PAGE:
"Therefore if the Son makes you free, you shall be free indeed."

Friday, January 8, 2010

Assumptions, Logic, Faith, Delight & Dreaming Big

January 7, 2010
Folded: several tax receipts
Stuffed: said tax receipts into envelopes
Watched: the Alabama Crimson Tide roll over Texas in the football championship bowl game
Mailed: a note to a friend
Stayed: home all day


From Wild Goose Chase . . .

Speaking on assumptions, logic, faith and trying to explain the supernatural, Mark says this:

"Instead of embracing the mystery, we come up with human explanations for supernatural phenomena. Instead of living in wonderment, we try to make the Omniscient One fit within the logical limits of our left brain. And if I may be so bold, I honestly don't think this makes us smart. I think it makes us small-minded. And God isn't the one diminished. We are." (pg. 71)

"The more faith you have, the fewer assumptions you will make. Why? Because with God all things are possible."

By the way this chapter speaks of Abraham, and God getting Abraham out of his tent to count the stars. Mark suggests often we make assumptions based on our view of the eight-foot ceilings around us when we need to go outside at night and consider the One Who hung the moon and sprinkled all those stars across the heavens. Notice the difference? When we assume the ceiling's the limit, we don't dream, we don't believe all things are possible. But when we consider the moon and the stars and the One Who made them and His desire to work through us, we realize anything is possible with God!

"Faith is not logical. But it isn't illogical either. Faith is theological. It does not ignore reality; it just adds God into the equation. Abraham 'faced the fact.' But he was also 'fully persuaded' that God had the power to deliver on His promise. Faith is not mindless ignorance; it simply refuses to limit God to the logical constraints of the left brain." (pg. 79)

I love that. So often I limit life to reality instead of dreaming. Do you believe God puts dreams into our hearts? One psalm instructs us to delight ourselves in the Lord and He will give us the desires of our hearts. If I understand this verse correctly when we delight in the Lord, His desires become our desires and God wants to give us those things. So why limit life to the sometimes dreary "realistic" outlook ahead of us? Take God into the equation! See the future through His eyes and realize with Him nothing is too difficult! Indeed, anything is possible!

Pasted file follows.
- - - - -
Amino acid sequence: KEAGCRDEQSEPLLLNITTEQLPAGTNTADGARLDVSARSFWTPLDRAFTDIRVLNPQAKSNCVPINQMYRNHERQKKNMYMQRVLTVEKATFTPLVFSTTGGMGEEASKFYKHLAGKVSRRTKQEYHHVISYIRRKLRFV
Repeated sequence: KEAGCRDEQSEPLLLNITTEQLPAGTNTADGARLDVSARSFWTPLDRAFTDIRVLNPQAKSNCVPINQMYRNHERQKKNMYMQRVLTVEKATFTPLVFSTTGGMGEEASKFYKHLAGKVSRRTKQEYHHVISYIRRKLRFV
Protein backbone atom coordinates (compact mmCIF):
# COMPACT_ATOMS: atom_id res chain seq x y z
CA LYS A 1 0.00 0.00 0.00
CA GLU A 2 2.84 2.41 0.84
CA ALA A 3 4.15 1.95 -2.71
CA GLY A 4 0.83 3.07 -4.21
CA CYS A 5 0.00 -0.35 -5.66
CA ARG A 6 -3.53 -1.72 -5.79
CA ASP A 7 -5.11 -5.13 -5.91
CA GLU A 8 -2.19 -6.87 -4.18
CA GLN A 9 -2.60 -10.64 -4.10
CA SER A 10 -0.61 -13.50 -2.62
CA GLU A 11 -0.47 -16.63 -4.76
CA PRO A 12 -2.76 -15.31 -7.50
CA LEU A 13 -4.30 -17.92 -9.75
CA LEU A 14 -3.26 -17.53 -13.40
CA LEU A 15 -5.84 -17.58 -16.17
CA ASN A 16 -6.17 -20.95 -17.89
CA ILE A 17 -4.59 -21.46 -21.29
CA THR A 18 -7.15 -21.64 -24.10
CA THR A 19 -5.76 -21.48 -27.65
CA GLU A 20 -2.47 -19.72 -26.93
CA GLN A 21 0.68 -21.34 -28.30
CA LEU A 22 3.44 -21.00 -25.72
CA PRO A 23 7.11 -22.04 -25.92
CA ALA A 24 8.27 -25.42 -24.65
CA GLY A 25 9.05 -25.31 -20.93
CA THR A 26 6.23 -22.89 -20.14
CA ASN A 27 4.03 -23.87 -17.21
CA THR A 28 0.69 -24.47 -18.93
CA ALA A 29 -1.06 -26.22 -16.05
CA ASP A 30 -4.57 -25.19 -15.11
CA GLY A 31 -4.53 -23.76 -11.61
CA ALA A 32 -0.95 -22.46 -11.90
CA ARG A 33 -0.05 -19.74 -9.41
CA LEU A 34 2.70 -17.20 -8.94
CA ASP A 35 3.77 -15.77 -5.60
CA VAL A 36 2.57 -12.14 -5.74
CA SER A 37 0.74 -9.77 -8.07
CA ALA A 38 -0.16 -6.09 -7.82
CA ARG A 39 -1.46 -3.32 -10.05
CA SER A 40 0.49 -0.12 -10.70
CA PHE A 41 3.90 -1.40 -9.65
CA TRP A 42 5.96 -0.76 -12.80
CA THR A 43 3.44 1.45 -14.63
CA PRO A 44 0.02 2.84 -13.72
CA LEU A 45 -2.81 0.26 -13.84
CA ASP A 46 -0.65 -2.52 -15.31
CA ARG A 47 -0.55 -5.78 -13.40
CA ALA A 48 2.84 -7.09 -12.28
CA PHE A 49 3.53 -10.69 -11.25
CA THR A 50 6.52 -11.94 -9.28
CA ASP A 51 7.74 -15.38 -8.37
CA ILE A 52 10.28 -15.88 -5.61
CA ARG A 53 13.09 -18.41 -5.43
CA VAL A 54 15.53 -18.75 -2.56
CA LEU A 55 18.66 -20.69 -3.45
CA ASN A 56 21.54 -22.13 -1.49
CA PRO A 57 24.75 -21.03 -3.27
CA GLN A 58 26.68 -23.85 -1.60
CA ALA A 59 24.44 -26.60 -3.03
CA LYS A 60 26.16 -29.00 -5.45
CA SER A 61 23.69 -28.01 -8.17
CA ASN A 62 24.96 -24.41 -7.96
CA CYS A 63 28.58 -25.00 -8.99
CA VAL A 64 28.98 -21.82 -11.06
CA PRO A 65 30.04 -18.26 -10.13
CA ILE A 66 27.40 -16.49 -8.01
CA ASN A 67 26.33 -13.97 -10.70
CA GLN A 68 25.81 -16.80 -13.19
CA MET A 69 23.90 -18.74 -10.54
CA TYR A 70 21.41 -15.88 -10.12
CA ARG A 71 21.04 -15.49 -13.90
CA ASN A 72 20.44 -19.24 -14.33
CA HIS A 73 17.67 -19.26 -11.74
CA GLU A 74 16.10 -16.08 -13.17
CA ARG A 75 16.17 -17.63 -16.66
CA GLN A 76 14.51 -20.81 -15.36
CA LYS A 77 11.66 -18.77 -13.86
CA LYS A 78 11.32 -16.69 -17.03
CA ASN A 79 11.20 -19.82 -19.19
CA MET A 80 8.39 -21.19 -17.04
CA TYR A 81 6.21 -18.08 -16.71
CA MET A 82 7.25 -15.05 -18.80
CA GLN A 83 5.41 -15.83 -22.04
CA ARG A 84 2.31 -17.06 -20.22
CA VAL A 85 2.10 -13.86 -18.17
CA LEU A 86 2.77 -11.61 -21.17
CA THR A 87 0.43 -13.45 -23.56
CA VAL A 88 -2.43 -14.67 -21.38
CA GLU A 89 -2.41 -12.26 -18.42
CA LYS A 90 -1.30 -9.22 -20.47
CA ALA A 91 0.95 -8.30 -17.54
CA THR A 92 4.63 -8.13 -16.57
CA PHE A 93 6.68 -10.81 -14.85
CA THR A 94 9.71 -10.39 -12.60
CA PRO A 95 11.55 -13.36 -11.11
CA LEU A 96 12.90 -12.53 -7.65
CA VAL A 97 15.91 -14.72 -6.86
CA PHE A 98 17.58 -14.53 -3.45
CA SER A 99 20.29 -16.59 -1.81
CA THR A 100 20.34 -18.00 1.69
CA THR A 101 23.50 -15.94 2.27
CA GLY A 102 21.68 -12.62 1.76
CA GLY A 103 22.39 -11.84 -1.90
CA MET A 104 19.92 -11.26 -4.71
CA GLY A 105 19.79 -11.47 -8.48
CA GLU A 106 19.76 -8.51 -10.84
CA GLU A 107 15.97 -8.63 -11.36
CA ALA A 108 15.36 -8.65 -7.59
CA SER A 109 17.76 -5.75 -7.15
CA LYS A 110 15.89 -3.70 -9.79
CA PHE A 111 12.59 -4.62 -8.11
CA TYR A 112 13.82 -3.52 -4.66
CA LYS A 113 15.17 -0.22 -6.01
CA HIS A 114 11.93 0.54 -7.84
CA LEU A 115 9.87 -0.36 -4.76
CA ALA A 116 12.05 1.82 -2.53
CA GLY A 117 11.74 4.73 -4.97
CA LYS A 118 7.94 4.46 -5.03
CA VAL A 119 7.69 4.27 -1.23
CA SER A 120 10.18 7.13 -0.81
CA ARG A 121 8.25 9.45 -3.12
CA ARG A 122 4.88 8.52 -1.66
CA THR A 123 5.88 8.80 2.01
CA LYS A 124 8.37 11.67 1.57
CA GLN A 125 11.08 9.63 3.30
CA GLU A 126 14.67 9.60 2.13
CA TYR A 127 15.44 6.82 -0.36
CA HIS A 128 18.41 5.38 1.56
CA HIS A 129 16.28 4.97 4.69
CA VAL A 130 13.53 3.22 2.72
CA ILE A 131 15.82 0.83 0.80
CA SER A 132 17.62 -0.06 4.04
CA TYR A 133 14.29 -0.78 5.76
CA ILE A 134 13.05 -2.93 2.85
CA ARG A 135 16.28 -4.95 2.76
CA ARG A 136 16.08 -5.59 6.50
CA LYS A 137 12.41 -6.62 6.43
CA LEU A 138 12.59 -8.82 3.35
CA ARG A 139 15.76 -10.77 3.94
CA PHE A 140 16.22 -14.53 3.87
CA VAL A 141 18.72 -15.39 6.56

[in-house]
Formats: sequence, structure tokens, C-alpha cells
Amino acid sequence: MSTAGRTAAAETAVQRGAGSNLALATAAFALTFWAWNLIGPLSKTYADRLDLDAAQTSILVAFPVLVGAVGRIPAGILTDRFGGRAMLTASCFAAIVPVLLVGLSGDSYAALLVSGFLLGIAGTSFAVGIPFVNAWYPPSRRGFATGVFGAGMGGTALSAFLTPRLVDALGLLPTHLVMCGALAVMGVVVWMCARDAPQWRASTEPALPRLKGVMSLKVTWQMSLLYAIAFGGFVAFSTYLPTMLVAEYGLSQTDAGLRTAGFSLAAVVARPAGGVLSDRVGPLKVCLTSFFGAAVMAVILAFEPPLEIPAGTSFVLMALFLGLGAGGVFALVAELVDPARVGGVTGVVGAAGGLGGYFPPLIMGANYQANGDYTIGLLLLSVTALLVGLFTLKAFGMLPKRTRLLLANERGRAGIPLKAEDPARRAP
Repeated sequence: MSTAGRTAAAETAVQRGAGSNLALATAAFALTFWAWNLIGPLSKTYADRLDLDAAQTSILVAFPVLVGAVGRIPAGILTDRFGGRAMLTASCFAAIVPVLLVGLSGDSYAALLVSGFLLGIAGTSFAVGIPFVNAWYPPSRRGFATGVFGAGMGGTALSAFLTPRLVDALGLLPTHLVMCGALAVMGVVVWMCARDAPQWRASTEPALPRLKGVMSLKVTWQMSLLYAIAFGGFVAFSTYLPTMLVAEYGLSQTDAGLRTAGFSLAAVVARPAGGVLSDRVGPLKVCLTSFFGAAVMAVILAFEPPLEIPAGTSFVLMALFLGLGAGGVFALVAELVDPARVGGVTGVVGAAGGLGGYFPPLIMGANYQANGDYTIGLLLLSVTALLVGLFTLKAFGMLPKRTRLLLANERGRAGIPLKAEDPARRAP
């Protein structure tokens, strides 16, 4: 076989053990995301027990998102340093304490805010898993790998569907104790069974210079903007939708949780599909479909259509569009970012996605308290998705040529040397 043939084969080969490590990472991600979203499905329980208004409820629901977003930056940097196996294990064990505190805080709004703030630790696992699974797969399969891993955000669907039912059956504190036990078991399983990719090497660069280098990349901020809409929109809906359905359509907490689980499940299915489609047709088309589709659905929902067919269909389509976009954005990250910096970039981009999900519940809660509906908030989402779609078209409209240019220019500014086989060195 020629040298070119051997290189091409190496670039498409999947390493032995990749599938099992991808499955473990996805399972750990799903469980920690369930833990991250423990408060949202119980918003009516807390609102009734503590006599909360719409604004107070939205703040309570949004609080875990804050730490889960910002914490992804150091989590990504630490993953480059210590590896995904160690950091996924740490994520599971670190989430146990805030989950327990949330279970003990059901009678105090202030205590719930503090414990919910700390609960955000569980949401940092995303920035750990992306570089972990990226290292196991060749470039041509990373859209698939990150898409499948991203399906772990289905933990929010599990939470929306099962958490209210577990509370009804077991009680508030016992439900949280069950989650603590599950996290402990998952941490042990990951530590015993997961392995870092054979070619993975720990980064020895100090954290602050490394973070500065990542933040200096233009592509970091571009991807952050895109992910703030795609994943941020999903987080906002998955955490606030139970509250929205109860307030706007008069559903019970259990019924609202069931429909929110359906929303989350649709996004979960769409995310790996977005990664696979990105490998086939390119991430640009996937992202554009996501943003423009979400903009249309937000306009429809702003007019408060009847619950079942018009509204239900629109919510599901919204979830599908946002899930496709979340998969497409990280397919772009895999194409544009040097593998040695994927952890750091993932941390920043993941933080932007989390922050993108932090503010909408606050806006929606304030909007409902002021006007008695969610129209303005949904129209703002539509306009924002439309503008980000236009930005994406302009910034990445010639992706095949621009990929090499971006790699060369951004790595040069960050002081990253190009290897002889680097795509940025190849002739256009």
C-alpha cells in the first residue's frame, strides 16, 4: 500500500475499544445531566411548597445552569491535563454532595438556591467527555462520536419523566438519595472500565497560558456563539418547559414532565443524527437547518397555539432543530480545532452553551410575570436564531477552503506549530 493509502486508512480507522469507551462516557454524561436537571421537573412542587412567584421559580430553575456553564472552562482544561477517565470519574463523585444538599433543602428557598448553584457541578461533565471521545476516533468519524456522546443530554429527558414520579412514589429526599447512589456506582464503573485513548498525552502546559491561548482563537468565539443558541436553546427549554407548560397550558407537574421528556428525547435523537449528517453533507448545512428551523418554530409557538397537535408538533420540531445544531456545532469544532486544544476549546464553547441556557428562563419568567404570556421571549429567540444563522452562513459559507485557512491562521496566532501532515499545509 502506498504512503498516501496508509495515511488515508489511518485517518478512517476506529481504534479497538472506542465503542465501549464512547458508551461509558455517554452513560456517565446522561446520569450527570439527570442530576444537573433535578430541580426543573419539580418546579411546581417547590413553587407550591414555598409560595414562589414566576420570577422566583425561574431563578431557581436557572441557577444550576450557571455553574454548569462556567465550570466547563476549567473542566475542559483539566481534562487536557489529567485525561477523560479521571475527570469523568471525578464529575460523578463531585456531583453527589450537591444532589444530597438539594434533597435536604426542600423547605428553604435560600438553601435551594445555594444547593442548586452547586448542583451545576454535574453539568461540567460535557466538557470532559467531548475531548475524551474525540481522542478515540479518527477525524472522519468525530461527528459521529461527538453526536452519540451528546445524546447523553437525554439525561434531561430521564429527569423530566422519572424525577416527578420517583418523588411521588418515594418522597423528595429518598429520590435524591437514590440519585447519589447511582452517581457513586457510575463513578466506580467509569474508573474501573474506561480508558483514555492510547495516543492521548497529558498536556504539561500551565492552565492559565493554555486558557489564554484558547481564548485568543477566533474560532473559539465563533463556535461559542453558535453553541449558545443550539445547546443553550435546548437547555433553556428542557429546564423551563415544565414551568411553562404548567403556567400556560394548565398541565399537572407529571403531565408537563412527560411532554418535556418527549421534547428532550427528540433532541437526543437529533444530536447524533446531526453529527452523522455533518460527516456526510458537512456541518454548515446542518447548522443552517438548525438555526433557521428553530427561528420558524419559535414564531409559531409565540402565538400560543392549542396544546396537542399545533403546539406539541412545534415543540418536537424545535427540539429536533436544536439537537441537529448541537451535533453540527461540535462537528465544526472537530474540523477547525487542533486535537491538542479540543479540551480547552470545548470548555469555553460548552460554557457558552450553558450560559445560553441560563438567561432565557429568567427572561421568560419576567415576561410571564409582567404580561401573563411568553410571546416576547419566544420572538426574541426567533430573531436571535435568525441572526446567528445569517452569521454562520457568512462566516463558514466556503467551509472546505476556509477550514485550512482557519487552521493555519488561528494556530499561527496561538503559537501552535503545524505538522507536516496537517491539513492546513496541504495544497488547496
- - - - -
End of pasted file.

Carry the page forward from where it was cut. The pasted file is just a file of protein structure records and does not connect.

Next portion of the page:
What is something you have in your heart to do, but maybe you've tried to squelch that dream or passion because it's just sooooo unrealistic that it seems it will never happen? Have you limited God by your assumptions and logic? Have you ever stood outside on a clear night and been amazed by the awesomeness of God as you gazed into the sky? Or maybe you've had this experience while hiking in the mountains or while considering the vastness of the ocean or desert or simply by observing a newborn baby or the flowers in your yard. Do tell!


4 comments:

Amber said...

It's a flaw of the 'west', that we want to *explain* everything. We don't want to accept that there are some things for which no explanation is possible, or even necessary. We pride ourselves on logic and our 'smartness', and we know what pride goes before, right?

As for the ceiling, well, it's never stopped me, but I can see how, we live in boxes, essentially. We've so taken over the natural world with things that are man made, that it's become hard for many to see the glory and wonder of the God-made.

Nocturnal Queen said...

I've always been a dreamer. I think my husband would say I'm too much of one. But I can't imagine not having dreams.

Wrestling With Religion said...

"The more faith you have, the fewer assumptions you will make."

I really like that!

Susanne said...

Amber, loved this: "We've so taken over the natural world with things that are man made, that it's become hard for many to see the glory and wonder of the God-made."

Niki, I think it's great to have dreamers. Keep on dreaming. :)

Sarah, thanks!